A Fire Department on Rails

A Fire Department on Rails

On the first page cover of this issue of FIRE AND WATER ENGINEERNG is shown a novel method of transporting a fire department and its apparatus. It is no less than fire engines mounted on small railroad trucks and traveling on rails. This unusual plan has been adopted in many of the camps of the American Expeditionary Forces abroad, the illustration showing an installation at the Supply Camp at St. Sulpice, Gironde, France. The conformation of the camps makes this arrangement particularly advantageous, and the speeders are built to run on the standard narrow gauge track that surround the cantonments, thus enabling the firemen to respond to an alarm in any portion of the camp with the highest speed and in record time. The majority of the men composing these camp fire departments are chosen for their knowledge of fire fighting and are members of the American fire departments on leave, serving with the forces on the other side. Of course, with the demobilization and the reduction of the army to a peace basis, many of these men have now returned and resumed their duties in their respective departments, or will soon do so. But, even so, there will be others to take their places in the smaller army that it will be necessary to maintain in the occupied territory after the peace treaty has been signed. Some of the men who have received their fireman’s training in the departments of this country will, no doubt, still remain to guard the camps from the common enemy of mankind. We are indebted to the U. S. A. Signal Corps for the interesting photograph on our cover.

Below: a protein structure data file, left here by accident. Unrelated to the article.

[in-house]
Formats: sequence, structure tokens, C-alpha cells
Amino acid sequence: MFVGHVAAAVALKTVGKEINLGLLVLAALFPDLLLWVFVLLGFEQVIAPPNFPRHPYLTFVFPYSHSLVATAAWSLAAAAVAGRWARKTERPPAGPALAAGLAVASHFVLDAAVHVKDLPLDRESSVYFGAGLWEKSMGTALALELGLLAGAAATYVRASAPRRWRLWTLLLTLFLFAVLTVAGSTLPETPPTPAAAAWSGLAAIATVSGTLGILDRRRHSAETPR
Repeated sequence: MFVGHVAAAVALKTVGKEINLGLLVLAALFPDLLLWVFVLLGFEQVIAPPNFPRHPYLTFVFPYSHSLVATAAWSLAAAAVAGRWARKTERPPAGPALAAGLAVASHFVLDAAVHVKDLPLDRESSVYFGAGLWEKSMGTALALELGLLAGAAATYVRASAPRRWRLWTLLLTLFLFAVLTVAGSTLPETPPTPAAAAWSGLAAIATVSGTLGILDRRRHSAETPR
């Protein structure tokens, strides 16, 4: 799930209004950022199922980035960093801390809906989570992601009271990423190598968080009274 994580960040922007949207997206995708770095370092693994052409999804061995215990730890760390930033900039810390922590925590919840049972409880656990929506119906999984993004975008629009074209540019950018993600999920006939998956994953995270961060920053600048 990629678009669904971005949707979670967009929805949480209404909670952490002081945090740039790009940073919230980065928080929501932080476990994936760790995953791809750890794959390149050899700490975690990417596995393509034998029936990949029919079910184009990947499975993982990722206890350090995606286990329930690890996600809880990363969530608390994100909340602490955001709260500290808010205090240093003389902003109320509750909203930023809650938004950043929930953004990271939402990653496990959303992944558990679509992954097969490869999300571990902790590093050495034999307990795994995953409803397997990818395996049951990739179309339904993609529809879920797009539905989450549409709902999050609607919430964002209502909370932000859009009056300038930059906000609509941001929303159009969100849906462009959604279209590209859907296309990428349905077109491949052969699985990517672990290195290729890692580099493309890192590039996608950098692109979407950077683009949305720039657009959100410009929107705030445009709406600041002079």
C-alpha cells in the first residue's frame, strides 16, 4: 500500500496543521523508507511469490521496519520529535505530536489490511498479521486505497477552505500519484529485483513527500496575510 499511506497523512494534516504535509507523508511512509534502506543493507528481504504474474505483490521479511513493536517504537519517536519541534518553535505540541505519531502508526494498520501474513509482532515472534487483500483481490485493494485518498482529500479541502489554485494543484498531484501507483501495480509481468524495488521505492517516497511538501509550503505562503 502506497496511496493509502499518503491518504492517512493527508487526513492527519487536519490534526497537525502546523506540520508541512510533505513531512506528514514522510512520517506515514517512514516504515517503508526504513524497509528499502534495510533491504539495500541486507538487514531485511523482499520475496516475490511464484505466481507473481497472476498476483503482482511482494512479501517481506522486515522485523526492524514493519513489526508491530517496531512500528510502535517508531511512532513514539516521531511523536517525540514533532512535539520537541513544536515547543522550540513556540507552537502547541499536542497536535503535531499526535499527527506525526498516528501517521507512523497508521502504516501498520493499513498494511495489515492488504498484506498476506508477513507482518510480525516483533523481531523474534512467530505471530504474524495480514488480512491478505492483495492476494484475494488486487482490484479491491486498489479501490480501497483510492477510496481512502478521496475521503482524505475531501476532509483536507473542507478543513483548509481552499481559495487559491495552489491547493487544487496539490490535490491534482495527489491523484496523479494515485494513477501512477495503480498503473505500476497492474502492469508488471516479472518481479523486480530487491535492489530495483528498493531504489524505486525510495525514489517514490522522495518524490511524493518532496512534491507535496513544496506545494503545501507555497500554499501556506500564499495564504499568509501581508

A FIRE DEPARTMENT ON RAILS.

0

A FIRE DEPARTMENT ON RAILS.

The Pennsylvania Railroad company’s new fire department on rails was called out for the first time at Elizabeth. N. J., early on the morning of July 22 to extinguish a blaze on the railroad bridge over Prospect street. The company has suffered a great deal lately by bridge fires believed to have been caused by tramps and the idea of a traveling fire department of its own is a result. A locomotive has been equipped with fire pumps, while an additional tank car and tender contains about 150.000 gallons of water. There are six firemen who live in a caboose, and among the paraphernalia are hooks, ladders and helmets. One of these locomotives is stationed at the Waverly freight yards, and another is at the roundhouse at Rahway. The above trial was perfectly successful, and two more engines will be ordered at once to protect property in Jersey City, Newark and Trenton.